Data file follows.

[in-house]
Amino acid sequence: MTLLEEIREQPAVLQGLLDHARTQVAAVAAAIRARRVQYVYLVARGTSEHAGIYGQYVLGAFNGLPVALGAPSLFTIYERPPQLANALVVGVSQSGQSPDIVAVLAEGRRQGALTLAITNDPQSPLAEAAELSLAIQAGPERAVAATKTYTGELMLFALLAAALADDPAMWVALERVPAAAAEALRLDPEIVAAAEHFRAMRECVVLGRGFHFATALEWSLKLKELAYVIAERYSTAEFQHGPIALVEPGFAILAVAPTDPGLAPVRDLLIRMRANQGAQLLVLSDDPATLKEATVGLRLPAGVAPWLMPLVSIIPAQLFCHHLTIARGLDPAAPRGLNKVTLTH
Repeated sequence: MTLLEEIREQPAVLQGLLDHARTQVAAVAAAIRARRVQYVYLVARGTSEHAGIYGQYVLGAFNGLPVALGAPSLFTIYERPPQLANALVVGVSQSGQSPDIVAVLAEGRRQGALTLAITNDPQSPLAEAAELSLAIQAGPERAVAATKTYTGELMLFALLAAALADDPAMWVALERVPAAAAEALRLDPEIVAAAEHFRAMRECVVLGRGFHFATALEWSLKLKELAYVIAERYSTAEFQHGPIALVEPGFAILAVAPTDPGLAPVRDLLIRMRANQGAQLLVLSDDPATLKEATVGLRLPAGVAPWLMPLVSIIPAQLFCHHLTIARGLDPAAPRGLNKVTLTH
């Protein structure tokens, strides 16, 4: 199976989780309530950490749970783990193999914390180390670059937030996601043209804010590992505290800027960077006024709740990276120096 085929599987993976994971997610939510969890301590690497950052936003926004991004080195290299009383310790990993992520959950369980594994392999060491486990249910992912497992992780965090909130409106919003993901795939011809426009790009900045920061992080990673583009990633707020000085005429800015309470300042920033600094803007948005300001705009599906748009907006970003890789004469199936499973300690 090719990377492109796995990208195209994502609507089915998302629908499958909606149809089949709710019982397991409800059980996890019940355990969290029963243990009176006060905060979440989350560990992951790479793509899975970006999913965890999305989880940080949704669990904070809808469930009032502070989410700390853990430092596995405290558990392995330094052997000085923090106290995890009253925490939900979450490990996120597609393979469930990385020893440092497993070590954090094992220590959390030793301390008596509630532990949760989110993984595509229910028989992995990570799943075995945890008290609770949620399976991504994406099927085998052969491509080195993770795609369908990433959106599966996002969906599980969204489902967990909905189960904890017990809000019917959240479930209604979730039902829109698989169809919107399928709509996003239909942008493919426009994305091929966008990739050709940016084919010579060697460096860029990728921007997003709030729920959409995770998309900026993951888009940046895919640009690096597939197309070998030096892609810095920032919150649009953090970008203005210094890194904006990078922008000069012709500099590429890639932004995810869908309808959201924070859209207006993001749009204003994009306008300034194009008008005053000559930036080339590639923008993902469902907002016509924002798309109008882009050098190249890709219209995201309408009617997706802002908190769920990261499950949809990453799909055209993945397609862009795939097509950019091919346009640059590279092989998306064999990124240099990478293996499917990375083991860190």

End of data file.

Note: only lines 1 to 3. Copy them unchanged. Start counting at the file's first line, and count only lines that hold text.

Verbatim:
[in-house]
Amino acid sequence: MTLLEEIREQPAVLQGLLDHARTQVAAVAAAIRARRVQYVYLVARGTSEHAGIYGQYVLGAFNGLPVALGAPSLFTIYERPPQLANALVVGVSQSGQSPDIVAVLAEGRRQGALTLAITNDPQSPLAEAAELSLAIQAGPERAVAATKTYTGELMLFALLAAALADDPAMWVALERVPAAAAEALRLDPEIVAAAEHFRAMRECVVLGRGFHFATALEWSLKLKELAYVIAERYSTAEFQHGPIALVEPGFAILAVAPTDPGLAPVRDLLIRMRANQGAQLLVLSDDPATLKEATVGLRLPAGVAPWLMPLVSIIPAQLFCHHLTIARGLDPAAPRGLNKVTLTH
Repeated sequence: MTLLEEIREQPAVLQGLLDHARTQVAAVAAAIRARRVQYVYLVARGTSEHAGIYGQYVLGAFNGLPVALGAPSLFTIYERPPQLANALVVGVSQSGQSPDIVAVLAEGRRQGALTLAITNDPQSPLAEAAELSLAIQAGPERAVAATKTYTGELMLFALLAAALADDPAMWVALERVPAAAAEALRLDPEIVAAAEHFRAMRECVVLGRGFHFATALEWSLKLKELAYVIAERYSTAEFQHGPIALVEPGFAILAVAPTDPGLAPVRDLLIRMRANQGAQLLVLSDDPATLKEATVGLRLPAGVAPWLMPLVSIIPAQLFCHHLTIARGLDPAAPRGLNKVTLTH